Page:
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      Daytum is extremely in depth and there are a ton of settings for users to tweak. There is a free version that is pretty standard, but if you want more features and unlimited items and categories you’ll need Daytum Plus which is $4 a month.

      Excel or Numbers

        If you are the spreadsheet number cruncher type and the thought of using someone else’s idea of how you should track your habits turns you off, then creating your own Excel/Numbers/Google spreadsheet is the way to go. Not only do you have pretty much limitless ways to view, enter, and manipulate your goal and habit data, but you have complete control over your stuff and can make it private.

        What’s nice about spreadsheets is you can create reports and can customize your views in any way you see fit. Also, by using Dropbox, you can keep your tracker sheets anywhere you have a connection.

        Evernote

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          I must admit, I am an Evernote junky, mostly because this tool is so ubiquitous. There are several ways you can implement habit/goal tracking with Evernote. You won’t be able to get nifty reports and graphs and such, but you will be able to access your goal tracking anywhere your are, be it iPhone, Android, Mac, PC, or web. With Evernote you pretty much have no excuse for not entering your daily habit and goal information as it is available anywhere.

          Evernote is free with a premium version available.

          Access or Bento

            If you like the idea of creating your own tracker via Excel or Numbers, you may be compelled to get even more creative with database tools like Access for Windows or Bento for Mac. These tools allow you to set up relational databases and even give you the option of setting up custom interfaces to interact with your data. Access is pretty powerful for personal database applications, and using it with other MS products, you can come up with some pretty awesome, in depth analysis and tracking of your habits and goals.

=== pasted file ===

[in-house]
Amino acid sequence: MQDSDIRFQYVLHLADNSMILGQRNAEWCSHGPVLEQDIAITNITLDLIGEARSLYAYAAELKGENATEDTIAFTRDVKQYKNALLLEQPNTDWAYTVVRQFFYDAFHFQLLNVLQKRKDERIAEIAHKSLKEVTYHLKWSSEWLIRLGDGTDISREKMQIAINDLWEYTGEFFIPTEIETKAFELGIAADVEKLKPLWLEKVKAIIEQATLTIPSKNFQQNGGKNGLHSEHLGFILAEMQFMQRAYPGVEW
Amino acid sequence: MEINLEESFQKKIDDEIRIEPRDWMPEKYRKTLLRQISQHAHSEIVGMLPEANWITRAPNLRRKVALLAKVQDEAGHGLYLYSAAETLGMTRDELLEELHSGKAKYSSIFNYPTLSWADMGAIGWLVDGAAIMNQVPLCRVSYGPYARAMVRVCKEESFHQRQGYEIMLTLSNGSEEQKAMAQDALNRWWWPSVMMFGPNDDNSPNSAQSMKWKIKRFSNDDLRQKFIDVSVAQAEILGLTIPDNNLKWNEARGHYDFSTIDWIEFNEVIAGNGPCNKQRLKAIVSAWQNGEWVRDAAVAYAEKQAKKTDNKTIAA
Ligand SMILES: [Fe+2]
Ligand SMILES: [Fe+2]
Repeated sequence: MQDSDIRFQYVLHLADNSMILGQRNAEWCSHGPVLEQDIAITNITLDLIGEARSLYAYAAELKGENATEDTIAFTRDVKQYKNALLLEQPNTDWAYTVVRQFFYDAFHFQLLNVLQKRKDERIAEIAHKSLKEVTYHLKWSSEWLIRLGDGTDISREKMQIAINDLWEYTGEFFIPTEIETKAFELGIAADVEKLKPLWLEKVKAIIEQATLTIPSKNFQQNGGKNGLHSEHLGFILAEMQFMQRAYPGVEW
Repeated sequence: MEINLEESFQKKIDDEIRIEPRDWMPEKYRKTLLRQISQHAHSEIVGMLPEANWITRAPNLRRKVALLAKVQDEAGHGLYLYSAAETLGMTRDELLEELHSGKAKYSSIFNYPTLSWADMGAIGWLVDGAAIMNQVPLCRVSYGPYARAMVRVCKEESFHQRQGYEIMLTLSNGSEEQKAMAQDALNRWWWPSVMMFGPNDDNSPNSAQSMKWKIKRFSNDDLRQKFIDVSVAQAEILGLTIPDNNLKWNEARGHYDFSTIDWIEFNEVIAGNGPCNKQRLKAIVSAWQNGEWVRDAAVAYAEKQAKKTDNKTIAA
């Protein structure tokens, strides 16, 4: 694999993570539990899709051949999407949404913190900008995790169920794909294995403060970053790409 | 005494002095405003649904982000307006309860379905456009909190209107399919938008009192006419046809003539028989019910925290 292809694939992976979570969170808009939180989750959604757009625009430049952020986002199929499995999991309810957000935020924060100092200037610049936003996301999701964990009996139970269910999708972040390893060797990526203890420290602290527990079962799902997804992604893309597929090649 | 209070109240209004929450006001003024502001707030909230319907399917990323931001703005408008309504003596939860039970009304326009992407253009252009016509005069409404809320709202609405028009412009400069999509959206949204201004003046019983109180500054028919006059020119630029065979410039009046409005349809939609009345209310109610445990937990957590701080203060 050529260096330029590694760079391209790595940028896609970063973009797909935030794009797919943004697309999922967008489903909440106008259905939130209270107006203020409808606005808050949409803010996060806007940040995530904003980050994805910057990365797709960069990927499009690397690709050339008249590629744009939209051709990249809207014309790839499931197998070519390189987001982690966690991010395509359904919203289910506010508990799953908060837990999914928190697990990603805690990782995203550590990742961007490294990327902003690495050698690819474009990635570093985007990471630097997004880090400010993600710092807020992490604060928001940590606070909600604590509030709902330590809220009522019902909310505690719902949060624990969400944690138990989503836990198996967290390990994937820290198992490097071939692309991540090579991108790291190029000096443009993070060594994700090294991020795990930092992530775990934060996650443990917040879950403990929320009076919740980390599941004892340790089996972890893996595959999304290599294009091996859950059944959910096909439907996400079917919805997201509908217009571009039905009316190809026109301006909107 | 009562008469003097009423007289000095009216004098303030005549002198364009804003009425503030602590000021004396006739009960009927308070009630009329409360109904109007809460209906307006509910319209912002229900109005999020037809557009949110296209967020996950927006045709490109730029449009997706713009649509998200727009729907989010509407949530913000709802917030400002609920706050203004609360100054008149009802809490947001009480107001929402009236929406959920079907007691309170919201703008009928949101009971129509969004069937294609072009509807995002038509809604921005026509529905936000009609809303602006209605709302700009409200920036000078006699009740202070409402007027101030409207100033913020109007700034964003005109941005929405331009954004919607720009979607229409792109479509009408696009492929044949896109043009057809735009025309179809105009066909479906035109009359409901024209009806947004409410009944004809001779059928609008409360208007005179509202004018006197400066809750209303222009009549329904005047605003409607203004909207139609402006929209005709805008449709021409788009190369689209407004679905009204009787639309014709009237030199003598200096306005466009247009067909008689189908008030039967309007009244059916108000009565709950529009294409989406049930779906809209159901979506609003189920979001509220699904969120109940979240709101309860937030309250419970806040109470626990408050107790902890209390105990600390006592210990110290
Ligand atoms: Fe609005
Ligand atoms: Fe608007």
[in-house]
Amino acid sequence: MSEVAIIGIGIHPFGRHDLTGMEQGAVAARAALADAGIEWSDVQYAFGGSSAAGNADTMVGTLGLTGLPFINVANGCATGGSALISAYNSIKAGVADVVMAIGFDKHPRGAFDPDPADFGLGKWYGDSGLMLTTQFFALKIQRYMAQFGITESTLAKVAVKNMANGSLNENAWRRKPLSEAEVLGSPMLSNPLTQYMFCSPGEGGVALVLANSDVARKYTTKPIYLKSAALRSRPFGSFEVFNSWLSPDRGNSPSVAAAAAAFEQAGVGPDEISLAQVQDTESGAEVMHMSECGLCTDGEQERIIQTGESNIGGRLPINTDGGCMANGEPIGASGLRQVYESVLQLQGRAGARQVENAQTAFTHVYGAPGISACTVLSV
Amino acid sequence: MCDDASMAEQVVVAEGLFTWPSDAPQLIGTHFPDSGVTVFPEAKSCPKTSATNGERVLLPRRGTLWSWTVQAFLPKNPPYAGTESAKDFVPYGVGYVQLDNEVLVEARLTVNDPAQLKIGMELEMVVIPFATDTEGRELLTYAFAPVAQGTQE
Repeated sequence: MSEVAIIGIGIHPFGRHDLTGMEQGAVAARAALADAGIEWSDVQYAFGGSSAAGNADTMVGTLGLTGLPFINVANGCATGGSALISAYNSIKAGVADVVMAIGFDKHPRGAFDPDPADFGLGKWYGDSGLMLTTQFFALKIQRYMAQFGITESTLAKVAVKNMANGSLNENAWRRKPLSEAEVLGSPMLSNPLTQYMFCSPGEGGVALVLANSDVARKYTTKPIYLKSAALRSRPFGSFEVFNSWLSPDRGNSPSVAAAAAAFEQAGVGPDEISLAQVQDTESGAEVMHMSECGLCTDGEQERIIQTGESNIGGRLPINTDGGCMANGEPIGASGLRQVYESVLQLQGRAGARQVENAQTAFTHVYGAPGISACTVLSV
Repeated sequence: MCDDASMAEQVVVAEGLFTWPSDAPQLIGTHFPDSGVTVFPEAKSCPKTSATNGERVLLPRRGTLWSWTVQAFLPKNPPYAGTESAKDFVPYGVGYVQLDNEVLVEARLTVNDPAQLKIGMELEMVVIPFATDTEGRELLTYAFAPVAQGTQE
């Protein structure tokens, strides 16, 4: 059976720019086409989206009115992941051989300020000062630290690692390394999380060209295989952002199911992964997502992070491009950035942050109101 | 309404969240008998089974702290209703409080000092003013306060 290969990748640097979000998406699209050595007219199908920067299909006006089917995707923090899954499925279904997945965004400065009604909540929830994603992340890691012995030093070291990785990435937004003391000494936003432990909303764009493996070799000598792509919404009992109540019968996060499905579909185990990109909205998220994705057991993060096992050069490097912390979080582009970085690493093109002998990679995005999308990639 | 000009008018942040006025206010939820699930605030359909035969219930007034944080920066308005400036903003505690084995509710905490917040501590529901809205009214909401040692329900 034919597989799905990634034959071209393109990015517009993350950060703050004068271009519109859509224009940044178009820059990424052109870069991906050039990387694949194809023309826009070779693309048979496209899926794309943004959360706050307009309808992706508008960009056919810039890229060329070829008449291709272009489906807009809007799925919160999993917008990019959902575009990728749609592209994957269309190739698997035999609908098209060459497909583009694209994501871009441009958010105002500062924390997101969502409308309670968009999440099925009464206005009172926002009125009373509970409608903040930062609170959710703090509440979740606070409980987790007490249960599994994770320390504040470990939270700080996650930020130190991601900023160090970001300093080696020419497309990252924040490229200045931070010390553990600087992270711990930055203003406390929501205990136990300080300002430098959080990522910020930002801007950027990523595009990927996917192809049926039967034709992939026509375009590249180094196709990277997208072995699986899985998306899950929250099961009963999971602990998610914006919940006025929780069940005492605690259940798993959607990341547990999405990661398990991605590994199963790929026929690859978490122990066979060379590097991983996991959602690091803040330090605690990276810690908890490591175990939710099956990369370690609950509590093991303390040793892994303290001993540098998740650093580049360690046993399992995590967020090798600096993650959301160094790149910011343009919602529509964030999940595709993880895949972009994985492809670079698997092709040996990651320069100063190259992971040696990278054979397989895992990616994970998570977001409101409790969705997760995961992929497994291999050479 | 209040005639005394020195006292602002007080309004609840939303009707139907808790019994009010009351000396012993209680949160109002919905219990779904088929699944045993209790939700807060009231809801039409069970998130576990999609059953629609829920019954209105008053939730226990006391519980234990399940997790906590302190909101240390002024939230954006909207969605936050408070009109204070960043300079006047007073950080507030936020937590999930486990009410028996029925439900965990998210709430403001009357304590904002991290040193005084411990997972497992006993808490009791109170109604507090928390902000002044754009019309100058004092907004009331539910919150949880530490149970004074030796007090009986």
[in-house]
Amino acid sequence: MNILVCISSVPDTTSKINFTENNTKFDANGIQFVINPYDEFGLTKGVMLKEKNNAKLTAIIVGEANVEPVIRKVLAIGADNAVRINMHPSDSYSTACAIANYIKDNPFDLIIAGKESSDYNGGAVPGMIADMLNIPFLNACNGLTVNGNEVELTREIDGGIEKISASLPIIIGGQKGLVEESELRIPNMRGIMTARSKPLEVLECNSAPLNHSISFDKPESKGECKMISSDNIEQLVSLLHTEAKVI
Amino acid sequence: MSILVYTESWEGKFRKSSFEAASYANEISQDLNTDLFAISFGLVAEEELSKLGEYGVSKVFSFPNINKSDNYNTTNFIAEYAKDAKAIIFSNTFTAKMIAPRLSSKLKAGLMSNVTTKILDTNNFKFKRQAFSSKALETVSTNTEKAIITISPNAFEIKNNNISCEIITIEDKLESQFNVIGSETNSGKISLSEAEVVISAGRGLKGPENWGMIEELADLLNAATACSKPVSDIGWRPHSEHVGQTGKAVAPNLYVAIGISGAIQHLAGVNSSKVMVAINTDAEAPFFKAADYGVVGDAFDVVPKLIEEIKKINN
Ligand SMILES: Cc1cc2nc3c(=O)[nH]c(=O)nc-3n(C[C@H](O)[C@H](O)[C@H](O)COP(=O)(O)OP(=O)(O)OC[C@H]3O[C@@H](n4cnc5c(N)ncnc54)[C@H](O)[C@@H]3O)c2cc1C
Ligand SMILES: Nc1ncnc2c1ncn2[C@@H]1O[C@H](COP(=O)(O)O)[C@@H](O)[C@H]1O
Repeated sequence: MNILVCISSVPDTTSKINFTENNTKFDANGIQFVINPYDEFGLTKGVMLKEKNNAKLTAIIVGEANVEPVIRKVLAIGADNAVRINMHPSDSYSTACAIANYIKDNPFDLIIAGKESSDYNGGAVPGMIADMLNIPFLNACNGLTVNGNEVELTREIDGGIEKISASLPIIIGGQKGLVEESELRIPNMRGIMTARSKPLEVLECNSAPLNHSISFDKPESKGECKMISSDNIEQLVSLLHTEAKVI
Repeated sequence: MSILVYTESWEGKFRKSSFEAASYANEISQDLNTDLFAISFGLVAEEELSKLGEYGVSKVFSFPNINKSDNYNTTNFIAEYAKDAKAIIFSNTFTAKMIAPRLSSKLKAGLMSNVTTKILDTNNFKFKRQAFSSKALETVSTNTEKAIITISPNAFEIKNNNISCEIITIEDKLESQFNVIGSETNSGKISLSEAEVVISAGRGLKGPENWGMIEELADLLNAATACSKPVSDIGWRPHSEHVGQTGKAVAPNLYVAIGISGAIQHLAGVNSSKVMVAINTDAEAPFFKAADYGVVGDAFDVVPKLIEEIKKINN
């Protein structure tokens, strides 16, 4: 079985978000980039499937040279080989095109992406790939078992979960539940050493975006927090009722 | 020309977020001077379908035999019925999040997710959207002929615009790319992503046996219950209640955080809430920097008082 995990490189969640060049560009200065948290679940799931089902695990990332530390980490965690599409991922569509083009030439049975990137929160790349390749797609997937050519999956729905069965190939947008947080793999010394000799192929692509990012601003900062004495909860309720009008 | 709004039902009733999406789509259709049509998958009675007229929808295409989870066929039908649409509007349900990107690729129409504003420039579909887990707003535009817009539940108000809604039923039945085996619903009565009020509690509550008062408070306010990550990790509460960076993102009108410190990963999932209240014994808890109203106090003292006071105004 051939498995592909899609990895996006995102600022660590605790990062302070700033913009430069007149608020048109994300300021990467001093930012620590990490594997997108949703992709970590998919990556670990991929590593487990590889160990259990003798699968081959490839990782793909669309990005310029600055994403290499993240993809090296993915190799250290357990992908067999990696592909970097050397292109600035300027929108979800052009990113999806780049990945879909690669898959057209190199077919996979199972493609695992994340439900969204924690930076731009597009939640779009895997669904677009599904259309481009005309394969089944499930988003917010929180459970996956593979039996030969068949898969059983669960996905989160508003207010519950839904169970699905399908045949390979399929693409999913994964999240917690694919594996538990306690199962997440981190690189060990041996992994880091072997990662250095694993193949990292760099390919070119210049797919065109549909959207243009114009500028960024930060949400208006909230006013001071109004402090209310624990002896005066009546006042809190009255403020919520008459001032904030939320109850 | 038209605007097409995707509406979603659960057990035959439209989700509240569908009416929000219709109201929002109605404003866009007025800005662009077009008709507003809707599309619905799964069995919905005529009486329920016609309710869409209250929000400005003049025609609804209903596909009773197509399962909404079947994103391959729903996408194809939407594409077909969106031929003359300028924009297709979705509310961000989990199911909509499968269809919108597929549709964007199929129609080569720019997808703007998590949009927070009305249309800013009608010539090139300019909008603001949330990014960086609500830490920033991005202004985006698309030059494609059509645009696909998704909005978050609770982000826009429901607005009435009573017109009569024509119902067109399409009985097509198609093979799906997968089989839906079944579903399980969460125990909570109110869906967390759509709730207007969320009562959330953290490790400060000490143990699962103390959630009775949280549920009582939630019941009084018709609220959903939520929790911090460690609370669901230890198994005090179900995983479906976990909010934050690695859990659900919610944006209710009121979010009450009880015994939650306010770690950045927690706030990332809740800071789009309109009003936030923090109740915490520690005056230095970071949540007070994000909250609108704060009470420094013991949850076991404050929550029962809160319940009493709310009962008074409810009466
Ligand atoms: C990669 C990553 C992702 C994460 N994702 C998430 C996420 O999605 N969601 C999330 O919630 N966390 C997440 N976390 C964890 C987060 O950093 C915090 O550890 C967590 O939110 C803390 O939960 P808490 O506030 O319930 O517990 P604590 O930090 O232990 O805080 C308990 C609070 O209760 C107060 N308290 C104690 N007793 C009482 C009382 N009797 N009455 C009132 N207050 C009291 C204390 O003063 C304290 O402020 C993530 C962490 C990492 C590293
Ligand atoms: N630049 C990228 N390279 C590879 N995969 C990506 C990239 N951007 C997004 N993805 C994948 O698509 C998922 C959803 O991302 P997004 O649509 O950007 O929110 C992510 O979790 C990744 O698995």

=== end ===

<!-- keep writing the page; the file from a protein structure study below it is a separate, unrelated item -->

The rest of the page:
Bento is extremely powerful and user friendly. Also with Bento you can get the iPhone and iPad app to keep your data anywhere you go.

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            You can check out Access and the Office Suite here and Bento here.

            Analog Bonus: Pen and Paper

            All these digital tools are pretty nifty and have all sorts of bells and whistles, but there are some people out there that still swear by a notebook and pen. Just like using spreadsheets or personal databases, pen and paper gives you ultimate freedom and control when it comes to your set up. It also doesn’t lock you into anyone else’s idea of just how you should track your habits.

            Conclusion

            I can’t necessarily recommend which tool is the best for tracking your personal habits and goals, as all of them have their quirks. What I can do however (yes, it’s a bit of a cop-out) is tell you that the tool to use is whatever works best for you. I personally keep track of my daily habits and personal goals with a combo Evernote for input and then a Google spreadsheet for long-term tracking.

            What this all comes down to is not how or what tool you use, but finding what you are comfortable with and then getting busy with creating lasting habits and accomplishing short- and long-term goals.